"Wonderful," the girl said, bouncing to her feet to retrieve a packet of papers. "Please fill these out, Mr. O'Shea, and be totally honest. We can't find your soul-mate if you're not upfront."
She beamed at him as Rafe took the packet and clipboard, and he managed to growl through a clenched jaw, "Right."
He didn't want to fill out surveys about his eating habits and sleeping habits and sexual needs. The matchmaker knew about shifters; she was a damn cougar herself. All he had to do was leave a gym shirt there and hope that one of the women who came in was his mate and recognized his smell. He'd sniff a few shirts every couple of weeks. That was about the level of effort he intended to make.
So he only half-assed the surveys, tucking them away when the matchmaker, a statuesque woman with brown-gray hair and striking green eyes, appeared from the inner rooms of the office. She smiled and offered a hand. "Mr. O'Shea, so lovely to see you. Do please come back to my office."
Rafe shook her hand and followed suit, the papers crumpling in his fist. He waited until the door to her office shut before exhaling, trying to push away the irritation. He didn't need to be so angry about not finding his mate. He might not ever find her. Some people didn't. And he was at a point where she didn't need to be Ms. Right or Ms. Perfect. She just needed to be Ms. Good Enough.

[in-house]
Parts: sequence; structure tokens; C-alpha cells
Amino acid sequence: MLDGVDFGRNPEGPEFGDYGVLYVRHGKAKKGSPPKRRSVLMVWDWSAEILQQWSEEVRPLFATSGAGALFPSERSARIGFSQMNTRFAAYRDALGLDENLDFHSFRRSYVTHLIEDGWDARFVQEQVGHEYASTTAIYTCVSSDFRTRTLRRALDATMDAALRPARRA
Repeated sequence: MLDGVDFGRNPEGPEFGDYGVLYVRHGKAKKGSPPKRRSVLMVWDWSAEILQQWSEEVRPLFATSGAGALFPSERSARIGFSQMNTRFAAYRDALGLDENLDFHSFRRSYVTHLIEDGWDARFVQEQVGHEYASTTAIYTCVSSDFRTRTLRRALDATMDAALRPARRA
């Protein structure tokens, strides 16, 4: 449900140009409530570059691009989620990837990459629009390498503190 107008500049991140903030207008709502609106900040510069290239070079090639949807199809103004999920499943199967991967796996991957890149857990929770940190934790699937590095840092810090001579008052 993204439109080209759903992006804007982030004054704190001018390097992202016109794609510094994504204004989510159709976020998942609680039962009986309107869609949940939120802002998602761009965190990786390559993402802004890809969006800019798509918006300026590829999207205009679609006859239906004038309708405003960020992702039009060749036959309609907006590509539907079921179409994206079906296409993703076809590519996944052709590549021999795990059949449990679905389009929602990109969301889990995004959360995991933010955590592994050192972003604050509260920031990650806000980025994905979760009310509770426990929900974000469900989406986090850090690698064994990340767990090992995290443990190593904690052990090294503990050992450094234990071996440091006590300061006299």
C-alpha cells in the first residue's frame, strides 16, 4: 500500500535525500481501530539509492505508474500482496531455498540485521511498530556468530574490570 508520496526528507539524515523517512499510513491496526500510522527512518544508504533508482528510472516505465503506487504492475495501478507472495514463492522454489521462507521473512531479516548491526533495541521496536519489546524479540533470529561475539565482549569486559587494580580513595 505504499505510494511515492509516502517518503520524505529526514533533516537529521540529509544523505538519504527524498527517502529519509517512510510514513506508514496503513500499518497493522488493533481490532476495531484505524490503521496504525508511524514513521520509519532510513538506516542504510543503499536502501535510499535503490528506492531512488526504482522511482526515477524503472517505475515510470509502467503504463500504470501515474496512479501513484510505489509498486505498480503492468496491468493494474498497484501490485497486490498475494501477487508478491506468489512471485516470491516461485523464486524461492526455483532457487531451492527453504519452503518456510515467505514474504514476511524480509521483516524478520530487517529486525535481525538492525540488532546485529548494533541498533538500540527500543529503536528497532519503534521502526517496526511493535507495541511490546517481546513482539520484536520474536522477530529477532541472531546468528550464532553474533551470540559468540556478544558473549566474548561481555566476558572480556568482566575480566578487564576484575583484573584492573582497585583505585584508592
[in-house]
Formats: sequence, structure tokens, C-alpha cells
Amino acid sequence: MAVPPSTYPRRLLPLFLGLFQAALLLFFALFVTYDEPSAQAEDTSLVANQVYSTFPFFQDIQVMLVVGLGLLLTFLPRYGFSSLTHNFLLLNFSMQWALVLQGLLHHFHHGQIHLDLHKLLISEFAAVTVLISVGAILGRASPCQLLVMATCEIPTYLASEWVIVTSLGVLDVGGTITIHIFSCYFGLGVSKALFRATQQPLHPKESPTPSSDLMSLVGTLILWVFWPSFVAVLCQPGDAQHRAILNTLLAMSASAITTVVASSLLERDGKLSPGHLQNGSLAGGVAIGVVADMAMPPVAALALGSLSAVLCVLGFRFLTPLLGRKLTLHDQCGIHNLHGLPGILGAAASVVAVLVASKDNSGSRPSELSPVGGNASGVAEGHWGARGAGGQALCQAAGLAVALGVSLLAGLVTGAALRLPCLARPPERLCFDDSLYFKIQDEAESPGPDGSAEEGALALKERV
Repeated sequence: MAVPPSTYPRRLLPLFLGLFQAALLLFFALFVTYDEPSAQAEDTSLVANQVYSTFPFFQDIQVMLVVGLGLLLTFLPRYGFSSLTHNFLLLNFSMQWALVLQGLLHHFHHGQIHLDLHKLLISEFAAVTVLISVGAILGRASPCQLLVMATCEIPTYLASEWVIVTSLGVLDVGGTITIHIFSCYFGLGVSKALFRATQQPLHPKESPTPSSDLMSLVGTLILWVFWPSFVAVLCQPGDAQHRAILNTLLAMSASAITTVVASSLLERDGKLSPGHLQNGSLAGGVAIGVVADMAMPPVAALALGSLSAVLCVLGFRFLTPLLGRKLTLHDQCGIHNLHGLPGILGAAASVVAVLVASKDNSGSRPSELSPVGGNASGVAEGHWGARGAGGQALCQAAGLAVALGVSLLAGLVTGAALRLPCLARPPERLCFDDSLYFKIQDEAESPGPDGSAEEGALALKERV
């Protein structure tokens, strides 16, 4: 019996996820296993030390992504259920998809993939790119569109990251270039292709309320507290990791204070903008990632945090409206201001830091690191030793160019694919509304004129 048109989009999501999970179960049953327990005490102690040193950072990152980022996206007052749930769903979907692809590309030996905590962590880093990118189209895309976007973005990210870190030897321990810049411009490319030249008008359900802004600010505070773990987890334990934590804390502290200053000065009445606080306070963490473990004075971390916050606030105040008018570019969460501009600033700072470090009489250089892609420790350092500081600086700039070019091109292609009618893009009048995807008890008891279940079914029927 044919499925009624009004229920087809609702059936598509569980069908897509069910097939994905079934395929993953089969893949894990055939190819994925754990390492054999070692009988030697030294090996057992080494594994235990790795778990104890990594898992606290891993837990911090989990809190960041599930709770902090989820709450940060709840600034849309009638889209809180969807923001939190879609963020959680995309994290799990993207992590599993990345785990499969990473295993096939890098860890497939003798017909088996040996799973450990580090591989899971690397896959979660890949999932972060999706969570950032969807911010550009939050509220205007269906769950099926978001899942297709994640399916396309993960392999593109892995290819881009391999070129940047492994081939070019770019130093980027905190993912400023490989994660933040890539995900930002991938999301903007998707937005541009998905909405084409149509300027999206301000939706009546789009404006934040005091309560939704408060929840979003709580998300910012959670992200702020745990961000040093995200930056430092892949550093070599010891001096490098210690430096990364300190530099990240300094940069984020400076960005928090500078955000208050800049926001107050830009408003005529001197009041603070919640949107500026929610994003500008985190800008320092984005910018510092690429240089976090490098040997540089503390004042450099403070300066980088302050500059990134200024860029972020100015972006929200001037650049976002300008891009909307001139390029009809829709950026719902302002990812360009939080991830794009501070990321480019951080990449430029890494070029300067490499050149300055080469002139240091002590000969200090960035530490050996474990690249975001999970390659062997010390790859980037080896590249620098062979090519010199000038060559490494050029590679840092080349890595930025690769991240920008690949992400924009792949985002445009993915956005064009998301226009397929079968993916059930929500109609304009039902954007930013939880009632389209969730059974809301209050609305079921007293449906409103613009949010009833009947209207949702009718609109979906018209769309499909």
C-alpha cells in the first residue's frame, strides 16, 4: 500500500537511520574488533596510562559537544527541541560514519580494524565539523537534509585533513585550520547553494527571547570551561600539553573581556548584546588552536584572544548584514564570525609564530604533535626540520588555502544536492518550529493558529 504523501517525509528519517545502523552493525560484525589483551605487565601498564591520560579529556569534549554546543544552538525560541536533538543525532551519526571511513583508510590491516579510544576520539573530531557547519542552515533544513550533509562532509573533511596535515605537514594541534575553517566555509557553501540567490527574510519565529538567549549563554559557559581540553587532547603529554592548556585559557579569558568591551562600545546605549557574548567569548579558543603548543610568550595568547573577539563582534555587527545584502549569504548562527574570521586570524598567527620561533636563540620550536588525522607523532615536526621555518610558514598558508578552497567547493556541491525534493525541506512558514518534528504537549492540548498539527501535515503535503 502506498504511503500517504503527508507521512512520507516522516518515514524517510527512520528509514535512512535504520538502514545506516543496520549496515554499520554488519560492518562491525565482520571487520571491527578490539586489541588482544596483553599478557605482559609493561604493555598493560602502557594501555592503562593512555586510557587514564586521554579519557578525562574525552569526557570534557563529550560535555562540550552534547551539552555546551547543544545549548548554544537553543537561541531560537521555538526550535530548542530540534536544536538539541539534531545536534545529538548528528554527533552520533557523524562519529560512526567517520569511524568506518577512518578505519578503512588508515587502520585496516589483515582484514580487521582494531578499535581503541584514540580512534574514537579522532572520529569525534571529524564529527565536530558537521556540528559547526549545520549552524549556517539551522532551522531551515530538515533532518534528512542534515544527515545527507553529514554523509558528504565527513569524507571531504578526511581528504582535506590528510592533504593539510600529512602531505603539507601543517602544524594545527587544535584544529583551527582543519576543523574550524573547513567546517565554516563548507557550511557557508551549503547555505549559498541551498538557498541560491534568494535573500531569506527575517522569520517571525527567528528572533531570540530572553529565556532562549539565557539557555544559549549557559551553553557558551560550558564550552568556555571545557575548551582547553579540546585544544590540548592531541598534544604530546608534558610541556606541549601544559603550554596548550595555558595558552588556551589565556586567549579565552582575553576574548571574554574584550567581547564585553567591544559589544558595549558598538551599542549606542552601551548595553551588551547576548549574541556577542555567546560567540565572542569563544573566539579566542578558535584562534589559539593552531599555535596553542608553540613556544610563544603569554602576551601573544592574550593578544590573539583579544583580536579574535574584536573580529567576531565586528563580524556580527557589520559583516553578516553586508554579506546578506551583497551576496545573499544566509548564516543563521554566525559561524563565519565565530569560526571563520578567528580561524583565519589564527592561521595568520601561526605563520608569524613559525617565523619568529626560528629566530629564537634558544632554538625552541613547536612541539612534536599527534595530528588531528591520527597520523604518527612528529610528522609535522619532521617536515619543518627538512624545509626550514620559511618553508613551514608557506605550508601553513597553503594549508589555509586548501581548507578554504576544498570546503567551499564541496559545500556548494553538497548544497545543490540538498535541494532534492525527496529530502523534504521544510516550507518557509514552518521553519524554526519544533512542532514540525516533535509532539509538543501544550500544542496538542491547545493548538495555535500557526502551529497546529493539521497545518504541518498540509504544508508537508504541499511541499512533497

The matchmaker, Paula, pressed her hands together on the desk and eyed him. "Well, Mr. O'Shea, it's not often I get a single, available alpha in my office."
"It's not often I ask other people for help with my personal life, so I suppose we're both in unfamiliar territory." He tossed the surveys onto her desk. "I'm guessing those aren't necessary."
"On the contrary," she said, and picked up the papers to flip through and study his answers. "I'm sure you're aware there are very few single shifter ladies in the city or our adjacent counties. In a hundred-mile radius, Mr. O'Shea, I've only got a dozen or so female shifters who are looking for their mate. The important thing is to get a profile of your ideal woman, and then put you in front of as many of them as possible until you find someone you like. Or someone who can tolerate you." She gave him a raised eyebrow, clearly displeased with his attitude.
That wasn't something his wolf wanted to hear. The wolf wanted their mate. Full stop. That was it. He sighed, rubbing his jaw. "I don't have time for a hundred dates. I'd rather leave something here with you, and you can call me when someone shows up who meets the criteria."